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I think this is right but hoping someone could verify that I am right, tell me a better way! I am trying to learn how to show that sets are open and closed.

So I have a set that I wish to show is open

$$ U = \{(x,y) \in R^{2}_{x} | x+y < 1, x > 0, y >0 \} $$

So I need to show that

$$ B_{r}(a) = \{x \in U | d(x,a) < r\} $$ (not sure if $a \in U$ or $a\in R^2_+$) could someone clarify?

if for all $x \in U$, $B_{r}(a) \in U $ then we can conclude that U is open

So my first step was to let $ x = (x_1,y_1) \in U, a = (x_2, y_2) \in U$ and $r = 1 - \min(x_1,x_2) - \min(y_1,y_2)$

Then I said since:

$\sqrt{ (x_1 - x_2)^2 + (y_1 - y_2)^2 } < |x_1 - x_2| + |y_1 - y_2| = \max(x_1,x_2) - \min(x_1,x_2) + \max(y_1,y_2) - \min(y_1,y_2) $

Then we can say:

$\max(x_1,x_2) - \min(x_1,x_2) + \max(y_1,y_2) - \min(y_1,y_2) < 1 - \min(x_1,x_2) - \min(y_1,y_2)$

which implies:

$\max(x_1,x_2) + \max(y_1,y_2) < 1 $

And since this last condition is true we can conclude that $B_r(a) \in U$ and therefore the set is open.

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  • $\begingroup$ A set $A$ is said to be open in $R^2$ with the usual metric, if $\forall x\in A$ there exist $r>o$ such that $B_r(x)\subset A$. $\endgroup$ – David Sep 23 '15 at 6:27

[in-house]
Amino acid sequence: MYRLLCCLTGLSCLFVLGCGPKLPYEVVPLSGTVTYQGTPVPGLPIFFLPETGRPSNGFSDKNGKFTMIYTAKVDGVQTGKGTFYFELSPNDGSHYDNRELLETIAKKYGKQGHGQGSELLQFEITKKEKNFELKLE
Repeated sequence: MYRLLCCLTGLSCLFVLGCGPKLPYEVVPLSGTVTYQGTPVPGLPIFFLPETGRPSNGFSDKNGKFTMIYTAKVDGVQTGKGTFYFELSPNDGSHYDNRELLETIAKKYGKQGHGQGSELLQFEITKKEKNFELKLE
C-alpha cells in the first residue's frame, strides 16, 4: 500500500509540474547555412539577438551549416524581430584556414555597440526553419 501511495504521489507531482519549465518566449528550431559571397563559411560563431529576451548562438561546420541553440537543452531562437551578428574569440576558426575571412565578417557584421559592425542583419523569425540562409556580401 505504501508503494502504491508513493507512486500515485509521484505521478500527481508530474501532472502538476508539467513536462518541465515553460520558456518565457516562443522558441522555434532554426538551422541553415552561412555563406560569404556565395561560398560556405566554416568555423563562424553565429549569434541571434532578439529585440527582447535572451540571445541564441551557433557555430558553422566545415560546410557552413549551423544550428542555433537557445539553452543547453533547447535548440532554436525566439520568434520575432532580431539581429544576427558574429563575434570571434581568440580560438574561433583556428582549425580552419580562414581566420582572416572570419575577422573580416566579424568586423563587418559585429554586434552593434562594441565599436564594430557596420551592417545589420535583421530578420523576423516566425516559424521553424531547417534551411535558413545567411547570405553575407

• $\begingroup$ So I am to assume that it CAN be shown the way I did, but for my specific example it was probably not the easiest/best way to do it? $\endgroup$ – seakay Sep 23 '15 at 6:58
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Remember One can do in this way also,

I am going to use these two aspects.

$1.$ If $f$ is contiuous and $A$ is open, then $f^{-1} (A)$ is also open.

$2.$ Finite intersection of open sets is again open.

Define a function $f: \mathbb R^2\to\mathbb R^2$ by $ f(x,y)=x+y$ which is a countinuous function.

So, inverse of open set is an open set.

$f^{-1}((-\infty, 1))=\{(x,y)\in \mathbb R^2: x+y<1\}\tag{1}$

Now, define another function $P_x:\mathbb R^2\to \mathbb R^2$ by $P_x(x,y)=x$ Similarly, $P_y$.

So, $P_x^{-1}((-\infty,0))=\{(x,y)\in \mathbb R^2: x<0\}\tag{2}$

and $P_y^{-1}((-\infty,0))=\{(x,y)\in \mathbb R^2: y<0\}\tag{3}$

All the sets $(1),(2),(3)$ are open, so intersection is also open, since the finite intersection of open sets is also open.

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  • $\begingroup$ @seakay if you are finding the answer satisfies your needs then do not forget to accept it. that will help other not to discuss more this.. $\endgroup$ – David Sep 23 '15 at 6:49
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$U=\{(x,y)|x+y<1\}\cap \{(x,y)|x>0\}\cap \{(x,y)|y>0\}$, because finite intersection of open sets is open, it's enough to prove each individual set is open.

Let $f(x,y)=x+y$, $g(x,y)=x$, $h(x,y)=y$ be functions from $R^2\rightarrow R$, they are clearly continuous. We have $U=f^{-1}(-\infty, 1)\cap g^{-1}(0,\infty)\cap h^{-1}(0,\infty)$. Because inverse image of an open set under continuous function is open, the original set is open.

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$U^{c}$ i.e. compliment of $U$ which is same as $$\{ (x,y)\in\mathbb{R}^{2} |x+y\geq1,x>0,y>0 \}\cup \{ (x,y)\in\mathbb{R}^{2}|x>,y>0\}^{c}$$ is a closed set as it contains all of its limit points.

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